Billie Ray Martin recommends Nils Bech’s <i>Look Inside</i>

Words by Billie Ray Martin

Nils Bech has not got the sort of voice that embellishes and paints impressive phrases. But neither did Nico. His voice is a sincere, pure and beautiful instrument of the human soul, and it is this simplicity that immediately touches. As did Nico’s. Why the Nico comparison? I’ll come to that.

Norwegian producers and musicians have turned out some of the strongest productions in recent times—and seem to be getting stronger and stronger. They seem to tread very unique, less tainted paths both musically and visually. These new directions are very much welcome in a climate of overhyped would-be innovators. Sincere communication of the human experience takes place—a rare achievement.

The production on Bech’s second album is a sublime mélange of strings, contemporary composition and arrangement placed alongside electronic beats and production that grow naturally and convince sonically. A welcome aural experience in its soothing sonic competence, easing its way into the listener’s heart from the first note.

The album tells the coherent story of a life-changing romantic encounter which leaves the protagonist changed, rearranged and facing life with a renewed set of possible reactions and patterns. “Tie me up (First Contact)” is a slow orchestral song that talks about the aim to defeat loneliness and distance by way of a romantic relationship. Only for seconds is one reminded—like on a number of songs on this album—of Anywhen’s album The Opiates but there is none of the pressing, almost bombastic (in comparison) urgency here.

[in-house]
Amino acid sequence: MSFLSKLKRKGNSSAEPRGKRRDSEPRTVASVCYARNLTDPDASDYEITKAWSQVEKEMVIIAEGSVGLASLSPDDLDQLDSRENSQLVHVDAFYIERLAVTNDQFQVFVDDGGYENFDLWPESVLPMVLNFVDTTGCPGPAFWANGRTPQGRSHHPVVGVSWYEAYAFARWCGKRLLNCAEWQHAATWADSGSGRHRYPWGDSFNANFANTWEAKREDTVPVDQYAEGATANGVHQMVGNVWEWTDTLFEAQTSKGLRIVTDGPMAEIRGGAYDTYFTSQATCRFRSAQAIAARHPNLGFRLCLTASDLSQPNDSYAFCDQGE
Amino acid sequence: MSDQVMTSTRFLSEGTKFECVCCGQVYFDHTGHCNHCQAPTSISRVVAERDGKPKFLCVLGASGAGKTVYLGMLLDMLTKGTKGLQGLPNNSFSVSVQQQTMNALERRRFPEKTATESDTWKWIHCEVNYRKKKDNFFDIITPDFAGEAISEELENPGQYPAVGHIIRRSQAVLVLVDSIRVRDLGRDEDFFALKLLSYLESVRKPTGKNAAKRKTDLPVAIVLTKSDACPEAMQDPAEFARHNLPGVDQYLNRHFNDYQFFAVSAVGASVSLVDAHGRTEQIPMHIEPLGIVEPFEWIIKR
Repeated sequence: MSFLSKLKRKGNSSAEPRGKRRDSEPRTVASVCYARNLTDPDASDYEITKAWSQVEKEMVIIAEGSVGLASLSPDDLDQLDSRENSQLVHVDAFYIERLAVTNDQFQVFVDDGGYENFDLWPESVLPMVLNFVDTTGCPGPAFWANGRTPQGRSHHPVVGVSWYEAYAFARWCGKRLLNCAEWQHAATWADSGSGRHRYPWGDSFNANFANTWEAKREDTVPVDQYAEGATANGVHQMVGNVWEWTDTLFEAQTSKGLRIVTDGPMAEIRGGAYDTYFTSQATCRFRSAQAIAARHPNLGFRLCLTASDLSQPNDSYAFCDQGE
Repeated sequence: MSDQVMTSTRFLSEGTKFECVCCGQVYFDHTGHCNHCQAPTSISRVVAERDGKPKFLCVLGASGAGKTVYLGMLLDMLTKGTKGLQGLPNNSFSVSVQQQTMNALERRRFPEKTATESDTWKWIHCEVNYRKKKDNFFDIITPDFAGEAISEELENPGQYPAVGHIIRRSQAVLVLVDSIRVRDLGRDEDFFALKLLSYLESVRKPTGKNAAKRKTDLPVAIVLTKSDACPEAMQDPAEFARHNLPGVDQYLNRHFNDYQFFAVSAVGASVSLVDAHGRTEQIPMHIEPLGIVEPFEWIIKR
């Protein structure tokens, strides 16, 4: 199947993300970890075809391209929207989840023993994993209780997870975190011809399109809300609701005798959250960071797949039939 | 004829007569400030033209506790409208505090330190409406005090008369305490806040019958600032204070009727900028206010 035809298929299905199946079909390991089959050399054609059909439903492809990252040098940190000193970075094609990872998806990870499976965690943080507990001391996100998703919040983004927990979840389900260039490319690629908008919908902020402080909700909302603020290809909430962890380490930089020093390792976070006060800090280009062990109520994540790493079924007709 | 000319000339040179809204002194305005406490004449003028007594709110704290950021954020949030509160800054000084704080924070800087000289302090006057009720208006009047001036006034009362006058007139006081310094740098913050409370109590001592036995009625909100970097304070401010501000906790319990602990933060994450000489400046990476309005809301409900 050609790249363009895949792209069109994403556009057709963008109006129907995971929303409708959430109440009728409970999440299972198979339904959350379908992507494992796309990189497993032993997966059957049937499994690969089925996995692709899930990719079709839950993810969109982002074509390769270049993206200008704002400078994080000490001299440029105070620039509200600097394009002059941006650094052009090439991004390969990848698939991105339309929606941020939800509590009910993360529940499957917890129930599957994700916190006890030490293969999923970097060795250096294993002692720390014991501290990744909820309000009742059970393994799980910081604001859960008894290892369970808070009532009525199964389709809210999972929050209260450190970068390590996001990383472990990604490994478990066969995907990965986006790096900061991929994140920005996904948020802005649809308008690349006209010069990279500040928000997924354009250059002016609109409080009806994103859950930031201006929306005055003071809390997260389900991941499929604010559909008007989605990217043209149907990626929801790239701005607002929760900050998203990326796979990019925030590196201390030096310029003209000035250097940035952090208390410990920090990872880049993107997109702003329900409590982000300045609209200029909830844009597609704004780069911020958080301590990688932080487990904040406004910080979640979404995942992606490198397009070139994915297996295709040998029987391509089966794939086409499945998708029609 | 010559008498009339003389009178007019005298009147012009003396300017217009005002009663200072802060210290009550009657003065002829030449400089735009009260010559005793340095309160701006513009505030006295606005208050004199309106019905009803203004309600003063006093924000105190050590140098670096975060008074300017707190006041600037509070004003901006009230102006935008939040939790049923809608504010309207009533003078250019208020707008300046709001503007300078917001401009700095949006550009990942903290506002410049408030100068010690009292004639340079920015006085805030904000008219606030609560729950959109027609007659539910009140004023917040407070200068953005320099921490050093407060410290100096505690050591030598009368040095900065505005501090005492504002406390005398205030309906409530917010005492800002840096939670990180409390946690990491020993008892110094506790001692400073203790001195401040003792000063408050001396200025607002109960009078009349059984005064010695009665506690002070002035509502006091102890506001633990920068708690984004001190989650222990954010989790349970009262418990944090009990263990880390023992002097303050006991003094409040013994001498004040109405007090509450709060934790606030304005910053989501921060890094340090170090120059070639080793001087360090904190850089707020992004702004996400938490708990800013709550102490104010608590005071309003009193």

The rhythmic journey of “When You Looked at Me (First Meeting)”, with its driving strings, elevates gentle drum and bass beats-driven production to supreme heights. “I drank to believe your love / Trying to take away this feeling of not being good enough”—I relate. “I Say This Twice” is a sublime house-tinged song and it is the violin, among other things, that lifts it way above pure dance music. “Show me that something you do well, please show me” he asks to an irresistible groove.

“Look inside (A New Love/ A New Me)” picks up the pace slightly, continuing the classic house coloring without caning clichés. It is surely the dancefloor hit of the album with its dreamlike melody. “A Sudden Sickness” is a piece of painful beauty, the slowly throbbing beats and pads supporting the voice begging for new ways to overcome jealousies and dualities; “Now it’s up to me” he declares gently.

“Breaking Patterns Part 2 (The Breakup)” is a heartbreaking musical and vocal realization of the end of the relationship, ending up in a mind-blowing instrumental orchestral piece.“Break this pattern, re-arrange this pattern” he sings on the stunningly gorgeous piano and strings song “Breaking Patterns”, and he has managed just that. To say that, on this album, barriers are broken between classical and modern electronic music would be too harsh a description. Nothing is broken; all is created in this collaborative effort with musicians and contemporary composers such as Ost & Kjex, Ole Henrik Moe and Julian Skar. Nils Bech deserves thanks, along with his fellow Norwegian artists, for breathing new life into music, no less, and all without shouting.

Praise is also deserved for the mix and mastering engineers of this superior sounding album.

And about the Nico comparison: he sounds nothing like Nico really.

Nils Bech’s Look Inside is released on January 11 via Fysik Format.